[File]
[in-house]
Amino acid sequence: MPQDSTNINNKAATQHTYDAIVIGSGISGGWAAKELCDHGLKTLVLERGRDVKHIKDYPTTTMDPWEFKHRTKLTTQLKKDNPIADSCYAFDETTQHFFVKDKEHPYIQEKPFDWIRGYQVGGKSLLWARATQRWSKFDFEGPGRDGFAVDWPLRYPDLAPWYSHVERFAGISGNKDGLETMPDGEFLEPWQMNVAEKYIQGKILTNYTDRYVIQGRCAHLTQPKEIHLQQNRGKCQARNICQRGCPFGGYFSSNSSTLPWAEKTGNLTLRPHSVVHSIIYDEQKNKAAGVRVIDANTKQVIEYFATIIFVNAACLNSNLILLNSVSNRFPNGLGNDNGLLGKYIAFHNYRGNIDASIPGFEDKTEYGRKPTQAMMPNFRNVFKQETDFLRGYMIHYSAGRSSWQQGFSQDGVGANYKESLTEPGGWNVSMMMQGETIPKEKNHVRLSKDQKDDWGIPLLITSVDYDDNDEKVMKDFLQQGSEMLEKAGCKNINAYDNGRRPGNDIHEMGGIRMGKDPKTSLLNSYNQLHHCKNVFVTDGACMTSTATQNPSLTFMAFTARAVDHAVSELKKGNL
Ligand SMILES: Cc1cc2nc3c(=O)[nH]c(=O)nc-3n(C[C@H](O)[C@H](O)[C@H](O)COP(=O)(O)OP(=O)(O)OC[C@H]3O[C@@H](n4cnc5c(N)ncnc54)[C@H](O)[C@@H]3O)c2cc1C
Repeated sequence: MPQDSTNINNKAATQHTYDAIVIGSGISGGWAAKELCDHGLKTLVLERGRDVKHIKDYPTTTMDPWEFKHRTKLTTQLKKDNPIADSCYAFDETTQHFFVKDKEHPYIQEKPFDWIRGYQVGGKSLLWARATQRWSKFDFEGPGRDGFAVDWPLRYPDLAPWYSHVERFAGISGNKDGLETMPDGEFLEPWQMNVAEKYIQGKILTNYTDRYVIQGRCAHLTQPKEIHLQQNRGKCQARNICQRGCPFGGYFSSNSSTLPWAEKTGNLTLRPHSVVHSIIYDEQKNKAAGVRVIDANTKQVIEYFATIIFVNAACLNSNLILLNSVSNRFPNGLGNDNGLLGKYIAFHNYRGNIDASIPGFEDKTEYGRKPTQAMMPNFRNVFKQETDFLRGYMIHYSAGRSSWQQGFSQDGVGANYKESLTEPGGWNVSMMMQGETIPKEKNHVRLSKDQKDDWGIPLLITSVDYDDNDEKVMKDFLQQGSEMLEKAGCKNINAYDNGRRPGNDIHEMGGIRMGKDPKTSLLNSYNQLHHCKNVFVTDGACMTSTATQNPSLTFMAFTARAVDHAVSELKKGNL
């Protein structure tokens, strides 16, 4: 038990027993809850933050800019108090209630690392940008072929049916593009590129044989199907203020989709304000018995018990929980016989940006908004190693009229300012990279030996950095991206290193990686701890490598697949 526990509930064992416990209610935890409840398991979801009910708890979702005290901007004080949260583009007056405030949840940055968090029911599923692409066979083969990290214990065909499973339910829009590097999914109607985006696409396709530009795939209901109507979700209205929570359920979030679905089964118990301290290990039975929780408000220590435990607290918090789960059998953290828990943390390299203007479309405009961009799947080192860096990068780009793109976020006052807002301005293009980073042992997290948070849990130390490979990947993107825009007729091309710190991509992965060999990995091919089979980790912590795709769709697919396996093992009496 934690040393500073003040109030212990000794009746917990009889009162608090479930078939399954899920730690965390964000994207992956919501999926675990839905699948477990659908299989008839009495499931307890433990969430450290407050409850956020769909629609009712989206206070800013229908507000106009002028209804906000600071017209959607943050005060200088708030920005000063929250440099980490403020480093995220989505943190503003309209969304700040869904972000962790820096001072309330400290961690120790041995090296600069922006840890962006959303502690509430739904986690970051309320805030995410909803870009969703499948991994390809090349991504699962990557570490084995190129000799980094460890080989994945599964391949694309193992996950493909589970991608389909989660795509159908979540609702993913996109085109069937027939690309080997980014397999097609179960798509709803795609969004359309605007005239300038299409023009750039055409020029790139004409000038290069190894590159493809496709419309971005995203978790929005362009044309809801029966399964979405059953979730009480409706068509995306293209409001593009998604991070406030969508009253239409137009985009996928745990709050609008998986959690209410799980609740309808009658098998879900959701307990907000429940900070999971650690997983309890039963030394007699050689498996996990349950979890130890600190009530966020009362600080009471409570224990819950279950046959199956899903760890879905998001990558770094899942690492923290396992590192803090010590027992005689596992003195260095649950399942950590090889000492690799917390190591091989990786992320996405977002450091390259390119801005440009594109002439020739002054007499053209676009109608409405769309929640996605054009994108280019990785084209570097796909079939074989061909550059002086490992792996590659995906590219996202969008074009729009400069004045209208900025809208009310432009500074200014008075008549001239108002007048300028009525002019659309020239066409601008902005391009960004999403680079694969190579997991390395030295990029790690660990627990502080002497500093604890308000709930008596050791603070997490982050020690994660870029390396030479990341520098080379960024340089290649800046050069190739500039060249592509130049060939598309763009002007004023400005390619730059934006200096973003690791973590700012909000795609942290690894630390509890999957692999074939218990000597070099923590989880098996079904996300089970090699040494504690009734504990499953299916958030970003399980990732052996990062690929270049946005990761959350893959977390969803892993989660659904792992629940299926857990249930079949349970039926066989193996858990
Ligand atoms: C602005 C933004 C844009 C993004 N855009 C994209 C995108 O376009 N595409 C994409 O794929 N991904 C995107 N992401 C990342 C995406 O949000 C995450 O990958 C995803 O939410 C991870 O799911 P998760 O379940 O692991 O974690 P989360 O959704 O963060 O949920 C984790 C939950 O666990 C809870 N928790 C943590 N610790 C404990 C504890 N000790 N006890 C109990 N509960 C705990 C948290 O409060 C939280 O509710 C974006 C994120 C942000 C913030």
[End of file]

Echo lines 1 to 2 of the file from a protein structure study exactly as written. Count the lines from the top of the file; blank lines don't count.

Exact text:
[in-house]
Amino acid sequence: MPQDSTNINNKAATQHTYDAIVIGSGISGGWAAKELCDHGLKTLVLERGRDVKHIKDYPTTTMDPWEFKHRTKLTTQLKKDNPIADSCYAFDETTQHFFVKDKEHPYIQEKPFDWIRGYQVGGKSLLWARATQRWSKFDFEGPGRDGFAVDWPLRYPDLAPWYSHVERFAGISGNKDGLETMPDGEFLEPWQMNVAEKYIQGKILTNYTDRYVIQGRCAHLTQPKEIHLQQNRGKCQARNICQRGCPFGGYFSSNSSTLPWAEKTGNLTLRPHSVVHSIIYDEQKNKAAGVRVIDANTKQVIEYFATIIFVNAACLNSNLILLNSVSNRFPNGLGNDNGLLGKYIAFHNYRGNIDASIPGFEDKTEYGRKPTQAMMPNFRNVFKQETDFLRGYMIHYSAGRSSWQQGFSQDGVGANYKESLTEPGGWNVSMMMQGETIPKEKNHVRLSKDQKDDWGIPLLITSVDYDDNDEKVMKDFLQQGSEMLEKAGCKNINAYDNGRRPGNDIHEMGGIRMGKDPKTSLLNSYNQLHHCKNVFVTDGACMTSTATQNPSLTFMAFTARAVDHAVSELKKGNL